by J. Randal Matheny, editor
By the time he found our congregation — the only one in a city of 610,000 inhabitants –, he’d visited our town six times this year on business. Earlier, this brother from Florida had gone to two different addresses he’d googled on the Internet without success. But he kept searching and the Lord rewarded his perseverance.
But not everyone is as dedicated as this brother.
Which brings me to lessons to be learned from his and our experience.
1. Don’t depend on brotherhood portals for updated information. I checked some sites where we’d registered our congregation. On one, the information was over five years old. On the other, at least 10 years old — ancient history for a congregation like us without a permanent building. It’s important to update submitted information, but at one portal I’d asked for updates and it was never done.
2. Get a website and keep it updated. Our congregation has a website in Portuguese, but our American visitor would not have found it and could not have read it if he had. (Online translators are worthless.) So I quickly put up a small site in English to provide essential information for business people or tourists who come to or through our city.
Mission churches and congregations in countries where English is not spoken would do well to consider an English page. Especially in larger cities with industry and business that bring in many foreign visitors.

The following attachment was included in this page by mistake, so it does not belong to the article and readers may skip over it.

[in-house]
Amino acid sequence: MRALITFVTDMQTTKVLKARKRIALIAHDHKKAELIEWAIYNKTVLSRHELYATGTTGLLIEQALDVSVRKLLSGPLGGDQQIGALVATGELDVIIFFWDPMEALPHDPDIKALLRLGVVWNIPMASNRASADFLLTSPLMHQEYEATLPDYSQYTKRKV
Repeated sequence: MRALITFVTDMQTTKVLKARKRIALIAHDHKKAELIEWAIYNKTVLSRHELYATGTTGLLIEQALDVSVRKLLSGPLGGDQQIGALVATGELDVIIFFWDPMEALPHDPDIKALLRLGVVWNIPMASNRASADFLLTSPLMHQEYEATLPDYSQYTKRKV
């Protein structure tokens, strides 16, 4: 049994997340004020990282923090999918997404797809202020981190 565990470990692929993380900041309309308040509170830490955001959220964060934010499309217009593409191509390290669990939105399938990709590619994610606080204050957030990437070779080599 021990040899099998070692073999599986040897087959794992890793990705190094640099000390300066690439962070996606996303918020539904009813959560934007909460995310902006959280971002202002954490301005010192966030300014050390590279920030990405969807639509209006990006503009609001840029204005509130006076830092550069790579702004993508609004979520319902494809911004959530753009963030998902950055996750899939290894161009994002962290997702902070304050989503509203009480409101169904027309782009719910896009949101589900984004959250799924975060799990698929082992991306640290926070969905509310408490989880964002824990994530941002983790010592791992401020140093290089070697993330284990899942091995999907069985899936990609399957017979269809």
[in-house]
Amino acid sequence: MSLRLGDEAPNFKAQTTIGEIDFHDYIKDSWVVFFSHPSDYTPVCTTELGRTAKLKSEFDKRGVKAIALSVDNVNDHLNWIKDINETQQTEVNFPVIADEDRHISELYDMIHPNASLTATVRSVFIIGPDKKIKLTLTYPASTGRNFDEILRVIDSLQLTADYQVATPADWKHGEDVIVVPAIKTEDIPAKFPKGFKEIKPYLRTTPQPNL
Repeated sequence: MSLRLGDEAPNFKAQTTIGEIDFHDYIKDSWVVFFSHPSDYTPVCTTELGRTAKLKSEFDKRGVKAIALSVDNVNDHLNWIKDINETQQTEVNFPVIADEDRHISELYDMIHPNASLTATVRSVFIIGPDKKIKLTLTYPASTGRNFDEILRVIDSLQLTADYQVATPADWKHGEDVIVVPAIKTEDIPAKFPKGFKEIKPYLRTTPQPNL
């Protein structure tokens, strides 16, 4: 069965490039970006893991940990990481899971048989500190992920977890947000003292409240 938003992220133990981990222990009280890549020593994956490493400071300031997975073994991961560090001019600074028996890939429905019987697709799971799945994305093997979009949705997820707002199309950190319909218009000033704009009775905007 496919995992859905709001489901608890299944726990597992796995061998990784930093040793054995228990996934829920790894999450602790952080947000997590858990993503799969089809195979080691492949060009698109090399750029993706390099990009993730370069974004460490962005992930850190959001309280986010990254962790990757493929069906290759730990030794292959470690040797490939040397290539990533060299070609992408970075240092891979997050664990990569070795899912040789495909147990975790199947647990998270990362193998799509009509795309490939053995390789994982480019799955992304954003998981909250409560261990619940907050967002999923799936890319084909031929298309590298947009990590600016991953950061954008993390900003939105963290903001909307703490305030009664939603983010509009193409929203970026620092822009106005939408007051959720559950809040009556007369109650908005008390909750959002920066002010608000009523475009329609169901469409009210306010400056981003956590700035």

Churches whose language is English do well to be sure all pertinent information is present. I have seen a surprisingly large number of church websites that never mentioned the city or state in which they were located.
And know what it takes for a website to be found. Read up on the dynamics of the Internet. One ministry refused to place any outside links on its site, which guaranteed that few would find it.
3. Provide added value. On the website, I added tips to help a person feel more comfortable in our midst and to give him an idea of what to expect. For example, in most congregations in Brazil, as in ours, people don’t wear suits and ties. So I mentioned that custom, since a visitor might feel out of place when overdressed.
Also, I provided a list of area congregations and an overview of Brazil missions. A map or two and a photo of the front of the house where we meet, with people included in the picture, also give a sense of who and where we are.
4. Declare your principles. Don’t be afraid to let people know where you stand. No need to be prickly, but no reason to hide your convictions either. The phrase “church of Christ” doesn’t mean much in the religious world where other groups use it and some among us have strayed from the truth. So I put up a short bullet list of our beliefs.
5. Keep the end in view. While I provided some links for evangelistic studies, the likelihood is that the English page for a Brazilian church will attract our brethren. The page targets that potential audience.
Like any communication, a website needs to keep in mind who it is trying to reach, what it seeks to accomplish. The better the target is defined, the more effective the message, be it a sermon or a website.
6. Don’t miss the blessing — giving and receiving. It turned out that the visitor who persevered to find us also shares the pulpit in his congregation, since they don’t have a full-time preacher. After we’d met on Saturday and lunched together, he accepted my invitation to preach for the congregation Sunday morning and to accompany us that afternoon to the church we work with in the next city over. He brought two powerful lessons very appropriate for the church and by his presence and words, encouraged the local Christians greatly. Not to mention our family as well.
Sometimes we miss the blessing of Christian visitors because we are so well hidden, in spite of the Internet, that not even angels could find us to visit unawares. A little effort to change that can serve others and bless our churches.
by J. Randal Matheny, editor